With Build to Rent (BTR) the fastest-growing trend in the real estate market today, this short video by Michael Bentley from Aurient Property asks WHAT IS THE DIFFERENCE BETWEEN BUILD TO RENT AND BUILD TO SELL IN AUSTRALIA?

Australia's residential developers and investors have long favoured the build-to-sell model, where capital is tied up for a shorter period and returns are quicker and often greater.

Build to Rent assets also have a different risk profile to other asset classes, such as commercial office buildings. These differences will influence how BTR Projects will be structured and who the likely players in the sector will be.

So, are there any Government incentives available to developers considering entering this space? 

Government incentives for Build to Rent projects as at Mid 2022 (subject to change) 

New South Wales

In New South Wales, there’s a 50% land tax discount in place until 2040 for build-to-rent developments. Build-to-rents can also receive an exemption from foreign investor duty surcharges and land tax surcharges.

For more information, visit the Revenue NSW website.


Melbourne is leading the way at the moment, with lower land costs and seemingly better planning processes, combined with a 50% land tax discount for BTR proejects giving it a competitive advantage. BTR developers can get an exemption from the absentee owner surcharge for the same period too. The foreign purchaser additional duty can also be waived if certain criteria is met.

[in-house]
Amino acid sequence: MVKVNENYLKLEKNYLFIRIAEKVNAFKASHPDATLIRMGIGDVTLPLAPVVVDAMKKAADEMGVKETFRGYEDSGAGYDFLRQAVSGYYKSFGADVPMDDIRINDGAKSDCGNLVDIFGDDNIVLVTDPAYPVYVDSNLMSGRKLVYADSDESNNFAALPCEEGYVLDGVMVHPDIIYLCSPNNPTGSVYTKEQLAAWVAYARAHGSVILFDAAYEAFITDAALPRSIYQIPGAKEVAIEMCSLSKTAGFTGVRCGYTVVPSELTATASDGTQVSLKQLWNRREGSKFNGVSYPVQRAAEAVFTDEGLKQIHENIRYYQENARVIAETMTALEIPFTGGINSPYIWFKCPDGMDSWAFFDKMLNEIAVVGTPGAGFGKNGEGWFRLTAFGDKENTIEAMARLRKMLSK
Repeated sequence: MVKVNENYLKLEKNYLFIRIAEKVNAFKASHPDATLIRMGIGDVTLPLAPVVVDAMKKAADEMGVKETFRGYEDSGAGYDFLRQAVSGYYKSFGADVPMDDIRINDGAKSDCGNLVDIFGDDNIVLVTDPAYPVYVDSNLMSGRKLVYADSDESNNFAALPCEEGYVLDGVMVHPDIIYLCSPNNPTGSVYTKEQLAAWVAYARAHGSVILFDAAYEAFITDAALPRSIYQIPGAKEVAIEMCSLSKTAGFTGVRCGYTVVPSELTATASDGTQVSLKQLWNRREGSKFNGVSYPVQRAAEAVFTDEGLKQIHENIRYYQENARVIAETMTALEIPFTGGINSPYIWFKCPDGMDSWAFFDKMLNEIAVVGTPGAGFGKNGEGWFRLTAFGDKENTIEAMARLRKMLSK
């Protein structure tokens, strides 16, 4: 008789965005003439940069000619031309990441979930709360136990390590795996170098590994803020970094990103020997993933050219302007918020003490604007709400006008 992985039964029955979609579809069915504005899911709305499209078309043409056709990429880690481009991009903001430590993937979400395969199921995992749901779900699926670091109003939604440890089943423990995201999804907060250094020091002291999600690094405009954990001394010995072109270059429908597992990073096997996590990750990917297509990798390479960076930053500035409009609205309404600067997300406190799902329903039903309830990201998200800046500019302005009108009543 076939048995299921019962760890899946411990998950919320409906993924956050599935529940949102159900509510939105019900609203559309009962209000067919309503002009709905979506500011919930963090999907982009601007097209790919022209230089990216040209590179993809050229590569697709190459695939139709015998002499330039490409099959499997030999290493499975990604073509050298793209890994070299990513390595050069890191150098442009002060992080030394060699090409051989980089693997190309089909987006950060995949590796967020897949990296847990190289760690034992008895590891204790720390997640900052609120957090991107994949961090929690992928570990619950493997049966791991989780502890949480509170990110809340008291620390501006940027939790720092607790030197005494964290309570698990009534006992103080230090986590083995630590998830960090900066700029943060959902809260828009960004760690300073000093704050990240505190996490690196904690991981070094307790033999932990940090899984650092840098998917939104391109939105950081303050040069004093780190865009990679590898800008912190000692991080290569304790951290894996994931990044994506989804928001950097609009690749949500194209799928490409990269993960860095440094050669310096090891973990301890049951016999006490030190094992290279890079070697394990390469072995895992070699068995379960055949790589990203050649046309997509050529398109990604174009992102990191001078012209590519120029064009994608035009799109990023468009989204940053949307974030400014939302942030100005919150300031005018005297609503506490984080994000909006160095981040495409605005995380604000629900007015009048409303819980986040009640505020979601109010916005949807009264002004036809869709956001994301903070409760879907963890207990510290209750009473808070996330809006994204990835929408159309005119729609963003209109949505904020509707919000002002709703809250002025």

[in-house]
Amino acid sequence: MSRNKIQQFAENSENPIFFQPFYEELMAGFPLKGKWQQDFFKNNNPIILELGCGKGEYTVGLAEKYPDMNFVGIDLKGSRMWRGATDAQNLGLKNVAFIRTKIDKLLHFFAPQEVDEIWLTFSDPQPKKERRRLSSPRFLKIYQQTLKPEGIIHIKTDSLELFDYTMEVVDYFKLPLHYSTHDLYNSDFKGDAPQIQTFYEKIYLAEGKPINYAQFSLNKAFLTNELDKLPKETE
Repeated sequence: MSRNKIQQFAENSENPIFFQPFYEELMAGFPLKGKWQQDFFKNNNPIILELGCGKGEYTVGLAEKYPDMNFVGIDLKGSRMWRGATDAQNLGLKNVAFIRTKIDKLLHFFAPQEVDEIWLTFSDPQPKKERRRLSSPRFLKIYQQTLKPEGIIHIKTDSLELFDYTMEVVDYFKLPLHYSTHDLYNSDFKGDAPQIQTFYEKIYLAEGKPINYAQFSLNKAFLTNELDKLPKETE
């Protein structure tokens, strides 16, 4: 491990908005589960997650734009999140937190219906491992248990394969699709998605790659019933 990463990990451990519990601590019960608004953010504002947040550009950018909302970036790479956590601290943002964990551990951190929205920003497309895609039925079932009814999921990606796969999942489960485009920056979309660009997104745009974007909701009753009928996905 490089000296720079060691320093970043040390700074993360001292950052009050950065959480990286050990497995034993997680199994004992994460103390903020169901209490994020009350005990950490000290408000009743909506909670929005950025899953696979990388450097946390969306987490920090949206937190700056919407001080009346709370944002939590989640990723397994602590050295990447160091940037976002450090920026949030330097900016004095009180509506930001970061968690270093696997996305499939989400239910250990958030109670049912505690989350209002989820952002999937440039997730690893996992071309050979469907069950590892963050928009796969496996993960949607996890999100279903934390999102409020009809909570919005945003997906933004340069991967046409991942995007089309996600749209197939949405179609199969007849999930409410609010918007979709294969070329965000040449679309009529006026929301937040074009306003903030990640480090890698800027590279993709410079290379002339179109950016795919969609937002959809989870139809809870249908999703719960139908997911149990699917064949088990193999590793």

For more information, visit Victorian Government’s Treasury and Finance website.

South Australia

From next year, the South Australian government will offer a 50% land tax discount for eligible build-to-rent projects, but the details are to be confirmed.

For more information, visit the Revenue SA website.


The Queensland government is partnering with several private build-to-rent developments to deliver affordable rental housing through rent subsidies. Ex-gratia relief is available on a case-by-case basis.

The Queensland government is promoting build-to-rent through two government supported pilot projects, but is yet to offer any detailed state-based tax concessions.